Robert D. Atkinson, president of the Information Technology and Innovation Foundation, said people are being "overly optimistic" about how soon scientists will build autonomous, self-aware systems. "I think we'll have incredibly intelligent machines but not intentionality," he said. "We won't have that for a very long, long time, so let's worry about it for a very long, long time."
Even so, Russell said scientists should be focused on, and talking about, what they are building for the future. "The arguments are fairly persuasive that there's a threat to building machines that are more capable than us," he added. "If it's a threat to the human race, it's because we make it that way. Right now, there isn't enough work to making sure it's not a threat to the human race."
There's an answer for this, according to Veloso.
"The solution is to have people become better people and use technology for good," she said. "Texting is dangerous. People text while driving, which leads to accidents, but no one says, 'Let's remove texting from cell phones.' We can weigh this danger and make policy about texting and driving to keep the benefit of the technology available to the rest of the world."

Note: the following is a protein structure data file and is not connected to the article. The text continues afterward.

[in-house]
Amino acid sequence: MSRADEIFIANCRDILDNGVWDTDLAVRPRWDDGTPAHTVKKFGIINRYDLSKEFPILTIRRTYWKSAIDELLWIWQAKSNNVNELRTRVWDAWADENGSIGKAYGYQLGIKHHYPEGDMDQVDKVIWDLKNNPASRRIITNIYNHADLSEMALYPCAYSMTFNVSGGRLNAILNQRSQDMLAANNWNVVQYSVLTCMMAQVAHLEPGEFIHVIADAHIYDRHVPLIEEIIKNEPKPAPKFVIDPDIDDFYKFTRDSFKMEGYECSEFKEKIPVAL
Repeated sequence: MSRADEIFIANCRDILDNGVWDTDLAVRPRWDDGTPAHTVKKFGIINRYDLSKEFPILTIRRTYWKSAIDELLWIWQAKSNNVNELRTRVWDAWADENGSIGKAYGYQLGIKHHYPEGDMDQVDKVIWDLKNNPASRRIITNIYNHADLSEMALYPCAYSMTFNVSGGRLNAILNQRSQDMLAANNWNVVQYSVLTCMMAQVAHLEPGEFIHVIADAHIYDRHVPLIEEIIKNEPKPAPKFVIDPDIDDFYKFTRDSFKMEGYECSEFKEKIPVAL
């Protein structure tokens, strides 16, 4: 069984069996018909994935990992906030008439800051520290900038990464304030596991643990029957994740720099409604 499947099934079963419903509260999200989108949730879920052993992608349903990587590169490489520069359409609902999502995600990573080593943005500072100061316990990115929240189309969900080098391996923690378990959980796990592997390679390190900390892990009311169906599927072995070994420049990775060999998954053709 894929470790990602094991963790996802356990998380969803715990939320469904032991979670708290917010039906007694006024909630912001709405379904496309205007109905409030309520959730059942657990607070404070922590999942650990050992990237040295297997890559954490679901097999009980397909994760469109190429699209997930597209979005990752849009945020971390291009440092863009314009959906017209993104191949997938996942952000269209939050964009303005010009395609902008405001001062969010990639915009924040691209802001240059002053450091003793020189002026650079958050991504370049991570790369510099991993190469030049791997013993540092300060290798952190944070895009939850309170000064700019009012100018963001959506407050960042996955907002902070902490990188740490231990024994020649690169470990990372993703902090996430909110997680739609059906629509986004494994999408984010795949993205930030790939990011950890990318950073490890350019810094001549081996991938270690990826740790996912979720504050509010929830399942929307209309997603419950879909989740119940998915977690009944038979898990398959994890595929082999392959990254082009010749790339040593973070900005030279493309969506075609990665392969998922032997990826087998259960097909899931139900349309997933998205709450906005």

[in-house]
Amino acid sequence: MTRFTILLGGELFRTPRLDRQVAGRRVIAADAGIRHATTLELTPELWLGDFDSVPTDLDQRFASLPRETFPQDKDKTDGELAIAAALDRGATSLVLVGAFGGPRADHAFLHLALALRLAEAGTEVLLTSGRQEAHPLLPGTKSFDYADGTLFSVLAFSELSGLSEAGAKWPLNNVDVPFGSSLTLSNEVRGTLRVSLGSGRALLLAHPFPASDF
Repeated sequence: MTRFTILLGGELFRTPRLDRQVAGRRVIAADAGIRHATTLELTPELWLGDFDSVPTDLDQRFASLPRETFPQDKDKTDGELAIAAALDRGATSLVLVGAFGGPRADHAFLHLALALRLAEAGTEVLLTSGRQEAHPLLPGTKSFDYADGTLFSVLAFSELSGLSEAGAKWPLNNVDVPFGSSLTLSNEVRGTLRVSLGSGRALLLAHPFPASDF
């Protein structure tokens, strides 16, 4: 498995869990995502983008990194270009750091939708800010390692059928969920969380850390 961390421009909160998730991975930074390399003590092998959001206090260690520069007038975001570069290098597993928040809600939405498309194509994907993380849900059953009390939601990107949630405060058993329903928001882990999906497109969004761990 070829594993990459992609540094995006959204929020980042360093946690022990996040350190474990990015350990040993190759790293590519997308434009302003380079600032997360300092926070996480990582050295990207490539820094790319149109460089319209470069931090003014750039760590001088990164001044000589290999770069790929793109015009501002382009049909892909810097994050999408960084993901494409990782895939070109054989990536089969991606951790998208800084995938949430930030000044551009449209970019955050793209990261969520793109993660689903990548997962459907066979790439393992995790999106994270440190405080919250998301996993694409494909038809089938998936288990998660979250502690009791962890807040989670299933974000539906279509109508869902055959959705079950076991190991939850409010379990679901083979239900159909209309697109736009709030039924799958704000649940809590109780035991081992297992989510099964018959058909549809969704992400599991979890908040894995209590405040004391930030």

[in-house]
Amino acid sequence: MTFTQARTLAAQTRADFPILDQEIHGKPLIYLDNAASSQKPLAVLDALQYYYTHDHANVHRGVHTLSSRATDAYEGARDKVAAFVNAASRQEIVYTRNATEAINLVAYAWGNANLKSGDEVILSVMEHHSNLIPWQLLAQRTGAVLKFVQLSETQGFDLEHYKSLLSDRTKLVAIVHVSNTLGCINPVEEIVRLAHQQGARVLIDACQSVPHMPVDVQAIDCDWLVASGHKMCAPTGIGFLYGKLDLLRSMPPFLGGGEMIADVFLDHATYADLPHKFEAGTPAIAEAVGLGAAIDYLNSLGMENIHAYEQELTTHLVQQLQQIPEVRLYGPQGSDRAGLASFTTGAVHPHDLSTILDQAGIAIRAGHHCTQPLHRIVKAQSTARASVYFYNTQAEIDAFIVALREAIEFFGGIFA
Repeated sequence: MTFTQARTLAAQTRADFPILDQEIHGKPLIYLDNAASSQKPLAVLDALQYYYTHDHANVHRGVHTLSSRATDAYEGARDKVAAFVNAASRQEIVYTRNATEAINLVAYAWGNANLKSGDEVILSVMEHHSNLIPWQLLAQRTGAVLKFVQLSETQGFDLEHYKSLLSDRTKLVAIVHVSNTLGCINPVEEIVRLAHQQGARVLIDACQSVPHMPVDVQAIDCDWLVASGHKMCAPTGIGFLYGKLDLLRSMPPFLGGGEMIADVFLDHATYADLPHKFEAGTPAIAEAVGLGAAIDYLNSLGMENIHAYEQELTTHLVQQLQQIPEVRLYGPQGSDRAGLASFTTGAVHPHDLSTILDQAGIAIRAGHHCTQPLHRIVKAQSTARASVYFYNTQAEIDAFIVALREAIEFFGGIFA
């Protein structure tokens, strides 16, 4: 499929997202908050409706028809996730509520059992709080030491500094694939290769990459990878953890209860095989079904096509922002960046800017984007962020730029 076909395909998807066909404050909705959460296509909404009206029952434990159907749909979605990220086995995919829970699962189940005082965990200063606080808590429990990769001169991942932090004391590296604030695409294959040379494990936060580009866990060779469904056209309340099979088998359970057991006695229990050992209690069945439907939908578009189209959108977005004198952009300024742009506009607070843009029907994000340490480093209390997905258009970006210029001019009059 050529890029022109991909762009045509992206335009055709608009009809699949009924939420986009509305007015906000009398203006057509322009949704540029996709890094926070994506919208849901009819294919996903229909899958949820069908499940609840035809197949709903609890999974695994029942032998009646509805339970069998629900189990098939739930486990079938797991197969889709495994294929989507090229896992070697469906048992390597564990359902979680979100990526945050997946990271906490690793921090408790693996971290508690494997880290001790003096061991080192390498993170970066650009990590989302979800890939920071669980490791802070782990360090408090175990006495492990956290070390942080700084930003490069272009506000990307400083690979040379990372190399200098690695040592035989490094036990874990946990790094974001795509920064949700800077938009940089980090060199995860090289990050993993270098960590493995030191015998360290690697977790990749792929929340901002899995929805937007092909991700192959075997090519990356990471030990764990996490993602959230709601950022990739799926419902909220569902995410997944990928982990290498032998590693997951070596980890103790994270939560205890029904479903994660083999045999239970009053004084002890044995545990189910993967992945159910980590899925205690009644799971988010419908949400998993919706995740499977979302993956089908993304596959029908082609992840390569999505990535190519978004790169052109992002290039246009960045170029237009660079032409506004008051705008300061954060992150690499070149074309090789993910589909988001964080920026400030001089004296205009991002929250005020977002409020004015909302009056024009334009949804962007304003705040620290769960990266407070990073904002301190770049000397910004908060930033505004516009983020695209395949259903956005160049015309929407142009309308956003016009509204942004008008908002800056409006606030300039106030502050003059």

It's also important to remember the potential benefits of A.I., she added.
Veloso pointed to the CoBot robots working on campus at Carnegie Mellon. The autonomous robots move around on wheels, guide visitors to where they need to go and ferry documents or snacks to people working there.
"I don't know if Elon Musk or Stephen Hawking know about these things, but I know these are significant advances," she said. "We are reaching a point where they are going to become a benefit to people. We'll have machines that will help people in their daily lives.... We need research on safety and coexistence. Machines shouldn't be outside the scope of humankind, but inside the scope of humankind. We'll have humans, dogs, cats and robots."
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